May 10, 2010
European finance ministers agreed over the weekend to a rescue package for struggling Greece, with standby authority in case other debt-burdened nations like Portugal, Spain, or Italy should need it. The complex deal amounts to nearly a trillion dollars, an amount considered essential to calm financial markets with "shock and awe" credibility the earlier rescue attempts lacked.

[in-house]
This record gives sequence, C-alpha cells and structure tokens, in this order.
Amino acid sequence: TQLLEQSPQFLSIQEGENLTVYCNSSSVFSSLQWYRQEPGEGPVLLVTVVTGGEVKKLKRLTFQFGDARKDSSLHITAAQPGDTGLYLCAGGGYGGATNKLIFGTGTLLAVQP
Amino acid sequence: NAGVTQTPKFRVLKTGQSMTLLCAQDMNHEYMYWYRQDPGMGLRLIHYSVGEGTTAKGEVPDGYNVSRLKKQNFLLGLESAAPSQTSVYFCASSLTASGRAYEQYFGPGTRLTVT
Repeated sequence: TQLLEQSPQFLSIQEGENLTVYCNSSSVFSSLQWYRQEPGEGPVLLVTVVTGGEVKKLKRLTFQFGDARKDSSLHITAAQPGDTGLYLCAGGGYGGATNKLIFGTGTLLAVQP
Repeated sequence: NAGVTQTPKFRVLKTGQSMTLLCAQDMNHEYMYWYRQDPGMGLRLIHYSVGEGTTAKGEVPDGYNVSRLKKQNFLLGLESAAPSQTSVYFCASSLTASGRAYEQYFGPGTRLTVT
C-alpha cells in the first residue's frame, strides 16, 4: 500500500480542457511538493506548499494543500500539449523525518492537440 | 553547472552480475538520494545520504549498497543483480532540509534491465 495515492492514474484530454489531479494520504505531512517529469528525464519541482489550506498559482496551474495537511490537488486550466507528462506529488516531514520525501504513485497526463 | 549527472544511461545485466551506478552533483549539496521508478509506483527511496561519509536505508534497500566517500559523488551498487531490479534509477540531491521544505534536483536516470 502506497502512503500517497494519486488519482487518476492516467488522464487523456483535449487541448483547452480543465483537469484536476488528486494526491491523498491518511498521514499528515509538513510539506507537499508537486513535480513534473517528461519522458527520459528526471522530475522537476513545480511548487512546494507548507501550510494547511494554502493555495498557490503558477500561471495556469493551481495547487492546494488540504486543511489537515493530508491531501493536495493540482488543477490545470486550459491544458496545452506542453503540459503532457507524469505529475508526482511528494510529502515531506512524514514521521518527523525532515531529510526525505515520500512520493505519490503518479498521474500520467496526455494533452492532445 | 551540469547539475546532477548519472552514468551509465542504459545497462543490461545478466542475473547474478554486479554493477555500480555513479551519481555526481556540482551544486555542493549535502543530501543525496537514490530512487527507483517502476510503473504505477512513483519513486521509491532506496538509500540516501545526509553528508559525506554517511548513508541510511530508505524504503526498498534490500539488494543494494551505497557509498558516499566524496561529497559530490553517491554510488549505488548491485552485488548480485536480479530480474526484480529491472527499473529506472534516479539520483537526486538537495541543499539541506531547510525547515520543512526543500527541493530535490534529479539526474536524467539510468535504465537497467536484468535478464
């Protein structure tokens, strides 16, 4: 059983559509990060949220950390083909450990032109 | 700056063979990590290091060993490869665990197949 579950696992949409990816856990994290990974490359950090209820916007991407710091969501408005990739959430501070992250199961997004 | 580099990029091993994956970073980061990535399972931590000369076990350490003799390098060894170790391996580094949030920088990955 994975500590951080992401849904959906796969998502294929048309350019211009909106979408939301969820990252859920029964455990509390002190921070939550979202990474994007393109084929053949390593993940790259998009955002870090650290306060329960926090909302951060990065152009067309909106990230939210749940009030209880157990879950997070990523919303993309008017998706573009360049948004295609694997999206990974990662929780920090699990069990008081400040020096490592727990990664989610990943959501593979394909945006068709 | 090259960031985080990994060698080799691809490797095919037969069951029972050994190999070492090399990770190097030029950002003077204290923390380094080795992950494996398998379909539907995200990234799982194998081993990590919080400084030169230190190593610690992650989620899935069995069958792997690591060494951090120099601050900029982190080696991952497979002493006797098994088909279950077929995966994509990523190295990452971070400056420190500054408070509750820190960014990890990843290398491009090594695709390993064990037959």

But where do you get a trillion dollars? Europe has proposed to borrow some and print the rest. Both solutions are inadequate unless the troubled economies which borrowed and spent too much reign in spending that exceeds their economy's ability to pay.
The additional debt will need to be paid, and Greece is not going to become Germany, with it's strong economy, any time soon. So the conservative must pay the bills of the profligate. And in the fine print? You, dear reader, get to pick up part of the tab. The International Monetary Fund (IMF) is providing a third of the rescue fund. The IMF's largest contributor? The US taxpayer.
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